Think of the most toxic environment, multiply it by three, exclude all natural resources and add radiation and dust: Eventually you might find yourself on Mars, 54.6 million kilometres away from your home planet. You travelled 9 months through the universe and now you arrived at the red planet, not at all known for its beautiful beaches and legendary parties. Not your dream destination? Mine neither.
However, multiple volunteers applied in 2013 for the program “Mars One” by Dutch CEO Lars Lansdorp willing to inhabit the universe´s desert. SpaceX, a company founded by South-African born CEO Elon Musk, plans to colonise Mars in 2022 and thus “making life multi-planetary”. The slogan implies the creation of a new human species since there is no return ticket: Once you have adjusted to gravitation on Mars which is one third compared to gravitaton on Earth, your muscles and bones deteriotate. You cannot give a second thought on a decision which determines the rest of your life which sounds indeed very promising.
Having left your human-friendly environment, you are totally dependent on technology and surrounded by people you have to get along with. Living together under these circumstances requires a different set of rules. Safety is of top priority but implying the risk of taking decisions rather for a common good than for the individual. Thus, human dignity can be neglected.
It is questionable if a Mars colonisation can offer space for empathy if human mistakes can cause minor to severe catastrophes. Bringing into account the pressure to perform your skills both on a high maintenance and high quality, the psyche has to cope with an extreme environment and isolation. Artificial intelligence (AI) also comes into the game. When human beings take decisions, there is place for empathy in contrast to a artificial system which only decides rationally and based on the order. Can empathy be taught to an intelligent system? I doubt it.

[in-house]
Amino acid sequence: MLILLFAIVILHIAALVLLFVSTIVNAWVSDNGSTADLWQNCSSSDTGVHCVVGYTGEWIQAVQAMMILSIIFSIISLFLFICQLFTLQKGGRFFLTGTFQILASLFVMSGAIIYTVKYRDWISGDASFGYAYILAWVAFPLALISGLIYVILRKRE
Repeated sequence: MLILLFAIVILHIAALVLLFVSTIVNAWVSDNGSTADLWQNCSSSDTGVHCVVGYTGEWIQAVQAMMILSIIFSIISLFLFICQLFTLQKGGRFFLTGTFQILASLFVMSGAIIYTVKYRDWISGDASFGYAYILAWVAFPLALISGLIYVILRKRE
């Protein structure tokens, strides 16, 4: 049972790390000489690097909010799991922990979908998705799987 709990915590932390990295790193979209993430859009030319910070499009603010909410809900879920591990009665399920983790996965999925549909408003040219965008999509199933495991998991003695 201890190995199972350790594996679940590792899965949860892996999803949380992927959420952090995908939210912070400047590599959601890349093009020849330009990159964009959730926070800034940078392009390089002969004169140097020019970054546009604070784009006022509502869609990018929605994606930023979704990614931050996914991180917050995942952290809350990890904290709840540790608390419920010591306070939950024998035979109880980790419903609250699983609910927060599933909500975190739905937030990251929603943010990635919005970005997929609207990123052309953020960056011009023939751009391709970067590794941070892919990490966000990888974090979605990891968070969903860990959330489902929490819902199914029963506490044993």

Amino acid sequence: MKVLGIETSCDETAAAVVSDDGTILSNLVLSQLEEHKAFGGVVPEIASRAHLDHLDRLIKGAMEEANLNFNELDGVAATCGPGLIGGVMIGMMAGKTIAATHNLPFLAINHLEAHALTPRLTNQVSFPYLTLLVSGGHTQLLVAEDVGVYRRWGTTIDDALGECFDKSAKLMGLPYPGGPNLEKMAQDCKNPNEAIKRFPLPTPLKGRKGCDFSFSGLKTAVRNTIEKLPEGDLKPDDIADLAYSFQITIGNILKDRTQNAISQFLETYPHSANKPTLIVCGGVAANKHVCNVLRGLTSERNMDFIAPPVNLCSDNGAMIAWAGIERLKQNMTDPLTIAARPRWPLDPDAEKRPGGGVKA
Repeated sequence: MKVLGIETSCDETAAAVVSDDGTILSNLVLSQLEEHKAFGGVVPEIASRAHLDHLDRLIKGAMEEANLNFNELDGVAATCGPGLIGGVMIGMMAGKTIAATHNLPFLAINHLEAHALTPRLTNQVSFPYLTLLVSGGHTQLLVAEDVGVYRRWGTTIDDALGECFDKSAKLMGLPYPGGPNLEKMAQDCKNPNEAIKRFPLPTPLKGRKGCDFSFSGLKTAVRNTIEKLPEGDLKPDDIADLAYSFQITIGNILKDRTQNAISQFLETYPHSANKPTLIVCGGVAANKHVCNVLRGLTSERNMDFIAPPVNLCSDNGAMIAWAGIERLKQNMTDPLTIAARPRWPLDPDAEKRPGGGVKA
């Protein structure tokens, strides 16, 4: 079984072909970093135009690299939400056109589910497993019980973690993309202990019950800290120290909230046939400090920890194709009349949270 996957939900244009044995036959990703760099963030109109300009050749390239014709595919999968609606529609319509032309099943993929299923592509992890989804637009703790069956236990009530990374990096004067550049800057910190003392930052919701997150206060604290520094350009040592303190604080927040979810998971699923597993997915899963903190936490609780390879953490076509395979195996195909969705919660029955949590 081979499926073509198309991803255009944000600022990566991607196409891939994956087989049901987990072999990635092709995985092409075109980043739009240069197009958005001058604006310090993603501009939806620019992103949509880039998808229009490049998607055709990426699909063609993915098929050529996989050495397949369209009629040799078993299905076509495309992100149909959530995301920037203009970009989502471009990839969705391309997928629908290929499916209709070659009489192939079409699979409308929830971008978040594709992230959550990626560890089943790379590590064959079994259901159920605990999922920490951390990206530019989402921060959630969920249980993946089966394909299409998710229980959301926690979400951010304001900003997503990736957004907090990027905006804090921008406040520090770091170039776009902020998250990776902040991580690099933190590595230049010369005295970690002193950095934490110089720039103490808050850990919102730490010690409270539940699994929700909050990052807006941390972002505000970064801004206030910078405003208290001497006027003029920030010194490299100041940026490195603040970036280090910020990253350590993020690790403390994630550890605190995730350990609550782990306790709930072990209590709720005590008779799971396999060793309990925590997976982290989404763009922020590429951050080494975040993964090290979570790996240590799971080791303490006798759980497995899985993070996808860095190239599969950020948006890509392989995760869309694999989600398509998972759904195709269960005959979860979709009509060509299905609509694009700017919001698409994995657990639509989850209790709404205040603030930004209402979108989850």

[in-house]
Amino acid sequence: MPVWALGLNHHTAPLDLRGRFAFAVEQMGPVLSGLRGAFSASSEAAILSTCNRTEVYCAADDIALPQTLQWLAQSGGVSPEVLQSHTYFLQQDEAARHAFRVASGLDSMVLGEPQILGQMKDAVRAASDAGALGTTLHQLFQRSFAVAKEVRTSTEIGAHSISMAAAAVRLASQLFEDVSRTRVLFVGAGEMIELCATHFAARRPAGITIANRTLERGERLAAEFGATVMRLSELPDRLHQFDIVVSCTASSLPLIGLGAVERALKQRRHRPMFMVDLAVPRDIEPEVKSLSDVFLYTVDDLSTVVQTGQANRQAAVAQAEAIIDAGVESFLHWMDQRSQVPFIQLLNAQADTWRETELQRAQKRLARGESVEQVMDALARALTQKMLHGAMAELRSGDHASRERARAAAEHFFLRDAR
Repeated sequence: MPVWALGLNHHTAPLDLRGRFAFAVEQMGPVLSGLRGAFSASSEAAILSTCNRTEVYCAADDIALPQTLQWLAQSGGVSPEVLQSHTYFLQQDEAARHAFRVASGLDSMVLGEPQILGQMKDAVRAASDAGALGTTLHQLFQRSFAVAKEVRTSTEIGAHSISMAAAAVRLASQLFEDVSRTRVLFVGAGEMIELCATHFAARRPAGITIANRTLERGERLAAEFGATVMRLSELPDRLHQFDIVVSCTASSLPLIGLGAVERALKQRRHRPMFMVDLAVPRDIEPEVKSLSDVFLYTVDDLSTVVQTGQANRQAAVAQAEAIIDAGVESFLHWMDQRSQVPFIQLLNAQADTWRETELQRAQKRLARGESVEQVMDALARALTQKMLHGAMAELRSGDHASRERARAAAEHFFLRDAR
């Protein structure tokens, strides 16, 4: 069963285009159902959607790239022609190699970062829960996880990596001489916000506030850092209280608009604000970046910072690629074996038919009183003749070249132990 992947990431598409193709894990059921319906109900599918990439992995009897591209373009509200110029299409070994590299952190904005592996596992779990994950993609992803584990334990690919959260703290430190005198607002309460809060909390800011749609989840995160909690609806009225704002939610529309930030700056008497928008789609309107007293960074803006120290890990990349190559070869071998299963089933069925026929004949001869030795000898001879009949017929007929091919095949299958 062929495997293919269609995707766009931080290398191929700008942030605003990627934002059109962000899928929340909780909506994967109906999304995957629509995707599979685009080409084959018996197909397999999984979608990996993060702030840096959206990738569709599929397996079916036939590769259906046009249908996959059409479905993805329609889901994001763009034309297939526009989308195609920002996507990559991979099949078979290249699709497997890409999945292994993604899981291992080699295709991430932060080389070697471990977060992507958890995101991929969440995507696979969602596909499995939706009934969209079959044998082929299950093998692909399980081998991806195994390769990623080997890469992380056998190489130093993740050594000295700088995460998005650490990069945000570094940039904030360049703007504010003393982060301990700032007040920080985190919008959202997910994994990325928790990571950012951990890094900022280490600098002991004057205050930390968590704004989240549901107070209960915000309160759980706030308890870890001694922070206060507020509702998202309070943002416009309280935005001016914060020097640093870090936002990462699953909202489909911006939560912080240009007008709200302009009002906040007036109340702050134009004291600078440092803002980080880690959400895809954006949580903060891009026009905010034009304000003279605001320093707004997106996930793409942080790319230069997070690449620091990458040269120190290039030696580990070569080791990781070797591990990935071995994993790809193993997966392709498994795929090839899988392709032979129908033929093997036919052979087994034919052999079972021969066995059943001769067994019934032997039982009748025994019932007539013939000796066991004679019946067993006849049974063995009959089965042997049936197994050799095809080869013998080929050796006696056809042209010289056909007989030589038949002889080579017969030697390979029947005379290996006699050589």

Speaking of a law system- do the Marsians need one in the first place? Jean-Jacques Rousseau already wrote in the 18th century that a community needs to establish rules and regulations whose compliance is regarded by a democratic-elected authority with the right to use force in order to be free. When humans interact, there is always potential for conflicts especially in the toxic Mars environment. To ensure a peaceful community, rules need to be made to solve those conflicts.
However, significant differences in space need to be taken into account. Firstly, there is no authority such as a Parliament to make laws or a government to impose instructions, neither a court to watch over the coherence with laws. The traditional seperation of legislative, judicial and executive powers is not applicable. Also, a potential law system on Mars would have to function entirely without Earth contact. Delivering messages takes over 40 minutes, so the decision-making process has to be made by the Marsian community. Secondly, the people are isolated from Earth. They are a new species and need to create rules by themselves. Otherwise, the acceptance of such imposed laws lacks behind. Thirdly, the standards of living are not comparable to those on Earth. The Marsian community will live in a world whose livability is only uphold by technology and the skills of its inhabitants. The psychological pressure is already very high so that reconciliation needs to be done instead of punishment.
So the answer is yes, but the differences to Earth need to be taken into account. A law system sanctioning misbehaviour in an abstract way is not longer applicable, in contrast a general set of rules agreed to by the Marsians whose supervision depends on the community.
Photograph by Nikolas Lobos, Unsplash